The game-winner is somewhat heartbreaking, as it was quite preventable. After Petri Kontiola got behind the U.S. defense and picked up his own dump in behind the U.S. net, Jeff Petry and Chris Butler got a little lost while tracking the Finnish forward. When Petry went to pressure Kontiola, he left Joenssu wide open in front. It was a tough play in a pressure-packed situation, but poor positioning and poor decisions allowed Joenssu an open look at Howard.

Team USA’s forwards struggled to generate chances, but a lot of that was due to Finland’s offensive pressure. The forechecking and neutral-zone play was rather excellent out of Finland and the U.S. found itself on its heels much more than putting the pressure on their opponents. After the U.S. went up 2-1 on Bobby Ryan’s early third-period goal, Finland flipped a switch.

Ryan’s complaints about the officiating weren’t completely off base, but one would be hard pressed to blame the refs for the end result. It was a frustrating loss and a disappointing end, but Finland played well enough to earn that victory.

Finland will meet Russia, while Slovakia will take on the Czech Republic in the semifinals.

The U.S. finished the tournament with a 4-2-0-2 record and scored 34 goals, while giving up just 20.

Max Pacioretty finished the tournament with 12 points. The quarterfinal was the first game in which he did not register a point. Bad timing, but Pacioretty did have the most productive Men’s World Championship by an American since at least 1975.

Justin Faulk, Paul Stastny and Jimmy Howard were named Team USA’s best three players of the tournament. Faulk led Team USA’s D corps and finished third overall on the team with eight points including four goals and four assists, while collecting a team-high plus-9 rating. Stastny finished second on the squad with nine points (3g-6a) and was excellent at both ends of the ice for Team USA, while also winning 64.1 percent of his faceoffs. Howard probably had his two best games against Finland and finished the tournament with a 2.42 goals-against average and .911 save percentage. It was interesting that Pacioretty did not receive one of these slots, based solely on his production, but it’s usually decided by the team staff, so they’d know who helped them most, I suppose.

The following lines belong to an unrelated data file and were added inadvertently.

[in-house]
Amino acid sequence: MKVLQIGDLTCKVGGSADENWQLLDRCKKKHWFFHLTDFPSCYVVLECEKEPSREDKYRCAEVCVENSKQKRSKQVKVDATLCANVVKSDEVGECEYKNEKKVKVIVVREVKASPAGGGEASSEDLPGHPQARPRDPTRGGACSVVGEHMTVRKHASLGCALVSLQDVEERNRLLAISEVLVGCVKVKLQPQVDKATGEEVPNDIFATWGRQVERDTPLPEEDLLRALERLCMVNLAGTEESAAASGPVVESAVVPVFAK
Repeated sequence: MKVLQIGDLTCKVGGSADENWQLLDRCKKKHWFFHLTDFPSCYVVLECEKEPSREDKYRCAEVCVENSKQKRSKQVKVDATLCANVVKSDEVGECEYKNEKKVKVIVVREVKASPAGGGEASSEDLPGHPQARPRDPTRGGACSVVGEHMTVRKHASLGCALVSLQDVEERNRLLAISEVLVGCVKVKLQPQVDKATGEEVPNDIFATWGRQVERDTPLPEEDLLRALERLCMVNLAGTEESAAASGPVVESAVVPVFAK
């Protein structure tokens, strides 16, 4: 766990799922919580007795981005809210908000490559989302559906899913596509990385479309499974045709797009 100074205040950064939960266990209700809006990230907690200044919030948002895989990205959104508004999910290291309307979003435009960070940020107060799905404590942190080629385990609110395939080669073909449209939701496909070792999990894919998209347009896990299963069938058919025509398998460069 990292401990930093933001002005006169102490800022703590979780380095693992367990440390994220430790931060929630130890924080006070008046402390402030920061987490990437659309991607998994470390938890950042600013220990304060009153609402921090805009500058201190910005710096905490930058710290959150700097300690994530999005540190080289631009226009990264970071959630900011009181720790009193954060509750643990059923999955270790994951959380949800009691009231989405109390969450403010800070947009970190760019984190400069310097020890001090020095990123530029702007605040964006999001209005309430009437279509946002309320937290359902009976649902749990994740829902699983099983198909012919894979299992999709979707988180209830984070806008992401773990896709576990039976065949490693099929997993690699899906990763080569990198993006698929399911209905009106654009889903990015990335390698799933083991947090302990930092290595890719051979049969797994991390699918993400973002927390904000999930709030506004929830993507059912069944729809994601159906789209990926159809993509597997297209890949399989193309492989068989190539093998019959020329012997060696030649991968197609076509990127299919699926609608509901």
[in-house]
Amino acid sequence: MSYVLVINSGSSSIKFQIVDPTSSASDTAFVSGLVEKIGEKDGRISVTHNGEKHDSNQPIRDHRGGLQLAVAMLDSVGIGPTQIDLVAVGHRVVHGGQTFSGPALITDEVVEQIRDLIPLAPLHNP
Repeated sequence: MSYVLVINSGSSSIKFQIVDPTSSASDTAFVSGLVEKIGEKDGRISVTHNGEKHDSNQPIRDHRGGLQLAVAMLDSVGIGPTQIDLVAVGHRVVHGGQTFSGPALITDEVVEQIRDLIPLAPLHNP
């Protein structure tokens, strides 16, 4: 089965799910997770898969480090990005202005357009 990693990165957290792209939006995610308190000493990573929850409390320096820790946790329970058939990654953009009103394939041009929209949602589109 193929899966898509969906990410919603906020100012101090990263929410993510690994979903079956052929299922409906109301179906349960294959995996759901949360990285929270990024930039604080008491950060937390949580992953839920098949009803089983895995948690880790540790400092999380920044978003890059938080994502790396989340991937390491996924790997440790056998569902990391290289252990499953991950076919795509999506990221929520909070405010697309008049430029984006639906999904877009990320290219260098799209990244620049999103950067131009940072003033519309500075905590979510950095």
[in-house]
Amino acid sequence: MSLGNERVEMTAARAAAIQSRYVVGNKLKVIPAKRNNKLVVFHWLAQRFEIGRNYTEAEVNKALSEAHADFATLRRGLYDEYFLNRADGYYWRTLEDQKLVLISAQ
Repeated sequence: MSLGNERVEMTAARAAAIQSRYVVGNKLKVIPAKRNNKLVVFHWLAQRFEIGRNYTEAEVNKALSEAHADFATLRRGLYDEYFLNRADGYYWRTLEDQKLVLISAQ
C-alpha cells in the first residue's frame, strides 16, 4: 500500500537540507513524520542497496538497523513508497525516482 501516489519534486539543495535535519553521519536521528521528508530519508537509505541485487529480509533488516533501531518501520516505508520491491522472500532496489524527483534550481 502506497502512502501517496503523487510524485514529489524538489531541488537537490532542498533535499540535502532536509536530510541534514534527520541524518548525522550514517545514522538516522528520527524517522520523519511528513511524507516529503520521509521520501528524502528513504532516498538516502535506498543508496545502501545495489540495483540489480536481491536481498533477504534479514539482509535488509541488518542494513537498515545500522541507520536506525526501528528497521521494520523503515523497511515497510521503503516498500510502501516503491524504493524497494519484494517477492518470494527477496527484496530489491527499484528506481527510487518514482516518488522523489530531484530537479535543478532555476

Here’s a look at Team USA’s final statistics.

A few people have asked me why they should care about this tournament. It’s a completely understandable question. This event is usually met with apathy and ignorance. With the Stanley Cup Playoffs going on at the same time, it’s to be expected, but there is a reason this tournament matters and it has very little to do with fan interest.

The reason this event should be and is important to USA Hockey is that it is a measuring stick. If there is one things the 2010 Olympics proved, it’s that Team USA’s top players can match up well with anyone in the world. USA Hockey’s high end players are elite.

Where there is an issue is in the depth among American players. Once you get past the first 30 players, there’s a bit of a drop off in terms of talent. This time around Team USA was able to get about four or five of the guys that would be considered in that Top 30, but many years for this tournament it is lucky to even get that.